Finally Fall

I seem to be seasonally obsessed lately. My last post was on the verge of Spring. Now I am inspired by the cooling of air, the turning of leaves, the honking of geese overhead (I assume flying South, though I am directionally-challenged).

Some call my favorite season autumn, which I secretly prefer because ‘fall’ sounds like an accident—brisk and sharp—whereas ‘autumn’ sounds the way this time of year feels to me. Soft, lilting, humming. It is the one season I wish would last forever. There is so much right with fall and so many defects to the seasons in which it is bracketed–we plunge into the sweltering summer and brace against the frost of winter. But fall, we can almost wallow in.

Don’t get me wrong, I adore summer, when I am playing tennis. And since I am not Serena nor seventeen my stamina and skill buys me a good hour or two on the court.  I can pretend blistering sun and 300% humidity is fun when I am on a beach in some Caribbean resort where chilled cucumbers don my puffy eyes (which seem befitting, almost cute in a Caribbean resort more than they do on subway in lower Manhattan) and I drain Cuban rum an coconut water from my glass.

And winter is a time to be revered. It is a season that shuts you down regardless of your intent or effort. Just try and make your destination while a Nor’Easter has planted four feet of fresh wet powder at your doorstep. And there is something romantic–albeit briefly–about layers of sweaters, funny hats, technicolor scarves and lumberjack boots. But, as I don’t live in a home with a fireplace and my metabolism will no longer indulge countless nights of cocoa and marshmallows, the dream-like state of windowpanes frosted over for months wears thin about two hours after New Years Day.

Spring, yes, that is a time I can get happy about. It gives me hope that everything will be alright. As my faith has waned over the years, spring is a reminder that just when you are about to give up hope is precisely when you can get absolutely, stark-raving giddy over the site of a lavender crocus pushing painfully through the bleak and muddy ground.

Autumn however is a time I prayed for as a child. I looked forward to going back to school. Go ahead, proceed with the name calling, I embrace my inner-geek, dweeb, dork, bookworm. School was safe. There were rules–and as mine was parochial, so many rulers as well! We had uniforms and set class times, expectations that seemed attainable. People got glasses and braces and grew breasts and hair everywhere. It was a freak show and a second family to me. I loved opening my black-and-white marbled Cosmopolitan notebook, each one labelled for its respective subject in a different colored marker, and having my fingers ink-soaked by our required blue fountain pens. We wore blazers and knee socks with Buster Brown shoes, which everyone bought from the corner shoe store as advised by the school. We jumped into piles of leaves–or were pushed, depending on your social ranking.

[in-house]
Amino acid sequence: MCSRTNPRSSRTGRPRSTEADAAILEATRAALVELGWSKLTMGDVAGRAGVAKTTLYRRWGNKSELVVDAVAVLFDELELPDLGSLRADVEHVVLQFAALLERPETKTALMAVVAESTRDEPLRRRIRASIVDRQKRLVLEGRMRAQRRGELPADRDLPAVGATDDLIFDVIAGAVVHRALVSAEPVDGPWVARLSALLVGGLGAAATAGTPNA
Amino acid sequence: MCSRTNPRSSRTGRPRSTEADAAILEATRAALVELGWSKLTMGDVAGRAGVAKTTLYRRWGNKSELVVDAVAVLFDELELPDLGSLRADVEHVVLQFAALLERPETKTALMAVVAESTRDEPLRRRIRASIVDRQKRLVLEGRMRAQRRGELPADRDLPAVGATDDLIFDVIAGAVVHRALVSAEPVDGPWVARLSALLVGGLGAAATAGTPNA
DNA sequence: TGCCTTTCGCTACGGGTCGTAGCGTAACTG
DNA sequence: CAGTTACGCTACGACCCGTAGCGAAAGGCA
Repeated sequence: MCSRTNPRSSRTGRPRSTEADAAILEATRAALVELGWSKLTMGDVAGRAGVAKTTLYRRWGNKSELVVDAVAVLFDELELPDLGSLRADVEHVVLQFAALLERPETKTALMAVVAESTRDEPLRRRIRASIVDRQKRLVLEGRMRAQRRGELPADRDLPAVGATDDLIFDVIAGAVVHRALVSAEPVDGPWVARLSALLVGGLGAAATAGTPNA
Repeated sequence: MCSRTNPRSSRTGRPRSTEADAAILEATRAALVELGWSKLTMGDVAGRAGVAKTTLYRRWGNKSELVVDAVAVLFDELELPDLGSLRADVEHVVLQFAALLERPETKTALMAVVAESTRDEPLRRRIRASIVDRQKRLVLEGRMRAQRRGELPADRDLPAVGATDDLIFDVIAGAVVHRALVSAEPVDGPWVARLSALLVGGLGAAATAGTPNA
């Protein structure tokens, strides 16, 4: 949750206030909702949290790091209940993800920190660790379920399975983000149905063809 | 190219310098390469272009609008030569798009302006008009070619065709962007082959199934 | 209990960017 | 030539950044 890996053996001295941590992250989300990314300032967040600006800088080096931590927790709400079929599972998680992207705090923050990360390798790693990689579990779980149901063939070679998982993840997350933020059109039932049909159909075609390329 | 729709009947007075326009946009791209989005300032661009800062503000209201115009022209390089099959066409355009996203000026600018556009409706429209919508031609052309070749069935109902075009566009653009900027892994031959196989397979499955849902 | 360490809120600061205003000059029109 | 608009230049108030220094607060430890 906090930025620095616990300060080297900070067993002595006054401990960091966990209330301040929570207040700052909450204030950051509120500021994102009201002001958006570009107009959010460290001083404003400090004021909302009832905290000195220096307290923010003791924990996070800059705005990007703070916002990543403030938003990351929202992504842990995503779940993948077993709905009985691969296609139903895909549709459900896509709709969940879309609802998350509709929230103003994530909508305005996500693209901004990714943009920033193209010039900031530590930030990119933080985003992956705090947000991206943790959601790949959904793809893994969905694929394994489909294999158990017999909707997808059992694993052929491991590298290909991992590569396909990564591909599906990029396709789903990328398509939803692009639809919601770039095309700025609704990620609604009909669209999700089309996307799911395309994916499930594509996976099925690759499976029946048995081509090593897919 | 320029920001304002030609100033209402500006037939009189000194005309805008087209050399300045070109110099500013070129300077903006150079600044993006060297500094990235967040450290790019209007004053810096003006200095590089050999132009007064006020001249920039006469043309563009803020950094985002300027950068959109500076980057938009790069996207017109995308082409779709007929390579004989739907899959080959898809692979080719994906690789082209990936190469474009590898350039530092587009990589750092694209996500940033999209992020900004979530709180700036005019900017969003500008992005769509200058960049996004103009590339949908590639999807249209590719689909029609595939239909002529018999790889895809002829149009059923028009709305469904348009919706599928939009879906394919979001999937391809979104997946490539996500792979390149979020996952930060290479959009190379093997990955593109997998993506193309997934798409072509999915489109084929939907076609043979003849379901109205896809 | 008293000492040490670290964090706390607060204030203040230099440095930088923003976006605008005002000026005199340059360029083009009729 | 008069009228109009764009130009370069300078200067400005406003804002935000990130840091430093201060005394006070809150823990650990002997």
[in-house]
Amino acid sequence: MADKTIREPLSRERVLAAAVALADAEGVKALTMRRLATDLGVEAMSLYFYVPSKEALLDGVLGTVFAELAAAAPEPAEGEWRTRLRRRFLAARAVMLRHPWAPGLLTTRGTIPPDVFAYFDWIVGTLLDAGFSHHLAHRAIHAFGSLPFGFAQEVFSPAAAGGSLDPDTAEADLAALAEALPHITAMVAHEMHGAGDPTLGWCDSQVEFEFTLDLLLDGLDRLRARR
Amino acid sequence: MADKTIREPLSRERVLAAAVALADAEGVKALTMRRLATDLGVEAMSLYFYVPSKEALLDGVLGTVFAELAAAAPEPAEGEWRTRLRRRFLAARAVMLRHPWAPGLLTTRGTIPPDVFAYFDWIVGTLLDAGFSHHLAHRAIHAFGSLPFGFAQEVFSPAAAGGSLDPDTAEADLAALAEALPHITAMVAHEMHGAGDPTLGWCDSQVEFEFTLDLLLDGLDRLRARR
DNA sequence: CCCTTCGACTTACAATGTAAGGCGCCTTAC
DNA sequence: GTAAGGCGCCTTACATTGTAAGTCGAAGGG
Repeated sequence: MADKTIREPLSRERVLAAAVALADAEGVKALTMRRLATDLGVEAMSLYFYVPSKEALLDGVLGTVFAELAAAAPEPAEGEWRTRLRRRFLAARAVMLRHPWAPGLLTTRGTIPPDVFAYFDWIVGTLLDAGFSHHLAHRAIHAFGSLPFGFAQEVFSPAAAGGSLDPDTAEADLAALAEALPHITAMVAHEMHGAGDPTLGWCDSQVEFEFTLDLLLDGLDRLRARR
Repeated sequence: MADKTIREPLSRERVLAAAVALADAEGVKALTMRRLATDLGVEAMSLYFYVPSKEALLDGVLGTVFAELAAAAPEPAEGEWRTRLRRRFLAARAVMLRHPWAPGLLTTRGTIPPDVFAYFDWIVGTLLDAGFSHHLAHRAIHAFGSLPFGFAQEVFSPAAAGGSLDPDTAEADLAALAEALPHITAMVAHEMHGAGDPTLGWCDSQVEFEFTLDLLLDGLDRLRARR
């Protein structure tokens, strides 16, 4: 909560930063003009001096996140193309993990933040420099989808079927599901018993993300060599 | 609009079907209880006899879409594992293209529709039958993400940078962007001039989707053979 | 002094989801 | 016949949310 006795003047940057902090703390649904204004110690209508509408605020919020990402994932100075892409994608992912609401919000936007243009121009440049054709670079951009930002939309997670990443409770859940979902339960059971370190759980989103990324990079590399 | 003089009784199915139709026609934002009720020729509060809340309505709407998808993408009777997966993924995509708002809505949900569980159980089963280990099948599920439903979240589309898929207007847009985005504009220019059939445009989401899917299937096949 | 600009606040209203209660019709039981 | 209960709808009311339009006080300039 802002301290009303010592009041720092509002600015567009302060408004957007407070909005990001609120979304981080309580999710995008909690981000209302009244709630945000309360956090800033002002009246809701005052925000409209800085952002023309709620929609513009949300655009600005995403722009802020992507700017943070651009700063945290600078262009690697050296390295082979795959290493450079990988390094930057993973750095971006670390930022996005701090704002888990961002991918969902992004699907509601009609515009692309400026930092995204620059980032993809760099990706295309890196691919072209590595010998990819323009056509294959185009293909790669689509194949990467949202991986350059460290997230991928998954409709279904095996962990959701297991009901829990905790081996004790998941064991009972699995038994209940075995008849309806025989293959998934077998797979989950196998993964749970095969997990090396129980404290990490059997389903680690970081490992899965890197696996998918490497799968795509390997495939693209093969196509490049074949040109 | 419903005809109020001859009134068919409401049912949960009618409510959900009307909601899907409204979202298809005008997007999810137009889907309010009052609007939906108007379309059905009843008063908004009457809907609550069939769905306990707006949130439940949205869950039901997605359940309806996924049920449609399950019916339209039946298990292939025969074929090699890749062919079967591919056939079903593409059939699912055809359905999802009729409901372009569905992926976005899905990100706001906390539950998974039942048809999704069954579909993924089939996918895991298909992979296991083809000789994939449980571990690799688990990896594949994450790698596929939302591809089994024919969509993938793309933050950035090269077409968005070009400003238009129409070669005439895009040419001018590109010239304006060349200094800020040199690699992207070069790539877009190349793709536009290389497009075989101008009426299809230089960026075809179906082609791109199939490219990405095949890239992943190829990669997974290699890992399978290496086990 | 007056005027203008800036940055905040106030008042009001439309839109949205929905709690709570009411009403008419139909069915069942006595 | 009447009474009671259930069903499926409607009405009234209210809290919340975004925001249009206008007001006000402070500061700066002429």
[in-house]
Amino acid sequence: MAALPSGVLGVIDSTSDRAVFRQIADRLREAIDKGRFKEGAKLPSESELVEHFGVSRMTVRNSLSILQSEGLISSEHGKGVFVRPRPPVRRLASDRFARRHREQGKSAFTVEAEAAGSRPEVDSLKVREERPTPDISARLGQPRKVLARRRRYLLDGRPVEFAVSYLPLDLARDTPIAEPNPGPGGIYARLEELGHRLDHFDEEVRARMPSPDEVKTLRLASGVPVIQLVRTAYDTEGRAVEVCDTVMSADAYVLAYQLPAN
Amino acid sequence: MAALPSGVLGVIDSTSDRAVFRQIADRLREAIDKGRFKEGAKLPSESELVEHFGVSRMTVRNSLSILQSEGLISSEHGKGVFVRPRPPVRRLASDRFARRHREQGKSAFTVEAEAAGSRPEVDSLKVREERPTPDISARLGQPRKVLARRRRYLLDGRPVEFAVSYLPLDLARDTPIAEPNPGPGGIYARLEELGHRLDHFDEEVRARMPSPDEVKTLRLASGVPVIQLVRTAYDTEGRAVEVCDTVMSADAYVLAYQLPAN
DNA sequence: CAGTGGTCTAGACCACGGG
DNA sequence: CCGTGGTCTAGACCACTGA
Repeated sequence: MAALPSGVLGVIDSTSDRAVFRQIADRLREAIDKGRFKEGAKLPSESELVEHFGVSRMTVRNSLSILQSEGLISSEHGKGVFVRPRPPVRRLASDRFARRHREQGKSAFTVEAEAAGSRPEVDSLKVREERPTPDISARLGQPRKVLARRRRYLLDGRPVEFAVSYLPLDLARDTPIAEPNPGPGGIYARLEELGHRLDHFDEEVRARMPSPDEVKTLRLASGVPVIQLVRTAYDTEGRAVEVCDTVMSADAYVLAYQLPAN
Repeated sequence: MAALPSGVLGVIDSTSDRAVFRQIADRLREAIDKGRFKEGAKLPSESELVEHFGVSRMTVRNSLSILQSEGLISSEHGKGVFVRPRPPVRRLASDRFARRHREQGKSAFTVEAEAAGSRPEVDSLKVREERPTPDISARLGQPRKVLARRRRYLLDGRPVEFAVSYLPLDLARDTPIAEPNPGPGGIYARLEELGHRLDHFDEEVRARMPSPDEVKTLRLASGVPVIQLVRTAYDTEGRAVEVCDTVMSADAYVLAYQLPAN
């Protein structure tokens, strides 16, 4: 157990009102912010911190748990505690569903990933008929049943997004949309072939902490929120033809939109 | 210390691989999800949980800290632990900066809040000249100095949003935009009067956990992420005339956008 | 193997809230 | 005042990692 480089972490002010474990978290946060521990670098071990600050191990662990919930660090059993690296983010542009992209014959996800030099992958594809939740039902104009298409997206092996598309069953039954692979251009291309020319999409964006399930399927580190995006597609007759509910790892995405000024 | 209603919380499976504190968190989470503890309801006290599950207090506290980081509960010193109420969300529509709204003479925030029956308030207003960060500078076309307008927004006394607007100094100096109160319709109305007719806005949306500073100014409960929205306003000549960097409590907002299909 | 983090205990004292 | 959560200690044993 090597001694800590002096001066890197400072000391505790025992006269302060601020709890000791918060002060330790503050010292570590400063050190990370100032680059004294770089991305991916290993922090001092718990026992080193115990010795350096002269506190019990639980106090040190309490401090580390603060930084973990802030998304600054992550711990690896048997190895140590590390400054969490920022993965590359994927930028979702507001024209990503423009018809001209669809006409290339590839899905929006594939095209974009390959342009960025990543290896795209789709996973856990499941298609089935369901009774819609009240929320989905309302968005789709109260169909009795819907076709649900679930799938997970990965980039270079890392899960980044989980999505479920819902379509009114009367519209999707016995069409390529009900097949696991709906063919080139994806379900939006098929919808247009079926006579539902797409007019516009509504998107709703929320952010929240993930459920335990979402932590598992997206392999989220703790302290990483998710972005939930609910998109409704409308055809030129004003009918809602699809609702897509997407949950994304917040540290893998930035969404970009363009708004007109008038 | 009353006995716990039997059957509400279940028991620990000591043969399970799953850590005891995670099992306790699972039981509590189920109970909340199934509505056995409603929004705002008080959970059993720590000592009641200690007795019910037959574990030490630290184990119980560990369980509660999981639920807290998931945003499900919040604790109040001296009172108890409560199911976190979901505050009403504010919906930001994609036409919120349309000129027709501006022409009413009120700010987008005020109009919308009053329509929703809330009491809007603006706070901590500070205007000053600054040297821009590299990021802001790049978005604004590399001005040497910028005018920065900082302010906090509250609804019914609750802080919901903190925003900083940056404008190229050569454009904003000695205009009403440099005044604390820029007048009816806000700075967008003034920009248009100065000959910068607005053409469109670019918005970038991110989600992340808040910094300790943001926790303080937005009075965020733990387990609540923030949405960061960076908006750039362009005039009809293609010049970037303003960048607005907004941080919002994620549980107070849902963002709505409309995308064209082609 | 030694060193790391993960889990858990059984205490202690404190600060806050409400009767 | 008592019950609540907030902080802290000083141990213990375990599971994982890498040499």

Autumn for me has always been a time to be outdoors comfortably. As a child I could run and jump and frolic (I know children no longer frolic!) and my cheeks would grow crimson against my pale white skin, but underneath I would still be chilled by the air, which smelled of imminent snow and chimneys.  In the summer, any time outdoors doing anything or nothing meant being burned red (I am not sure we had SPF back then). And, having grown up in a city in the 1970s, I can attest there were no good smells of any kind.

There is something to the air growing crisp that makes us calm down just as the summer seems to bubble up agitation. By the end of August you imagine people at some point will lose their composure completely and peel off their suits and run through the meek trickles of water that come out of hydrants with those new sprinkler caps. As a child, our hydrants ran free and full-force so  we could watch a frail four year old be blown across a sidewalk. And yes, we laughed as this happened because we were children and it was summer and it was a time to be stupid.

Fall is a time to reflect. It’s like the second act of a play, or like mid-life. You slow down, see where things are going, how they have been going so far, where they might be leading going forward. It can be a difficult time. Looking back, glancing to an uncertain future. We loose parents now, kids grow up now, we feel our bodies grow slower now.

The colors this time of year also seem more relaxed. The sun slipping below the Hudson River in September feels more golden and gentle, less orange and frisky than it does in July. It’s a good thing, this slowing, softening, daydreaming time. Every bit of media admonishes us to fight it, fake it, fear it. But, what if we embraced it? Threw open our arms and slid into it like a comfy sweater? What if we sat still a bit and let the cooling breeze of Fall slip around our skin, closed our eyes against the less-brilliant setting sun, breathed in deeply of woodsy air and far-off chimneys?

What if, instead of rushing towards or away from the next stage or age the way we dashed towards our adulthood as young teenagers (only to find it was a bit more ‘oh come on, you’ve got to be kidding me, this is it?’), we just strolled into it, took it a step at a time, felt our way around gradually as we did when we were toddlers and it was okay to be unsure and unbalanced.

Fall seems to be a forgiving time. It reminds me, or perhaps the passing years do, that it might be good to be forgiving of myself as well. Stomach spread? Cover it with a sweater! Overdone meat and underdone potato? Make a stew! No energy to tend to your lawn and garden? No problem, it will be there for you come springtime! Too dark and cold to take on a new project? Find a blanket, a loved one, and take to your couch! It will be Winter soon enough, you will have to slow down even more then, and you need the practice now.

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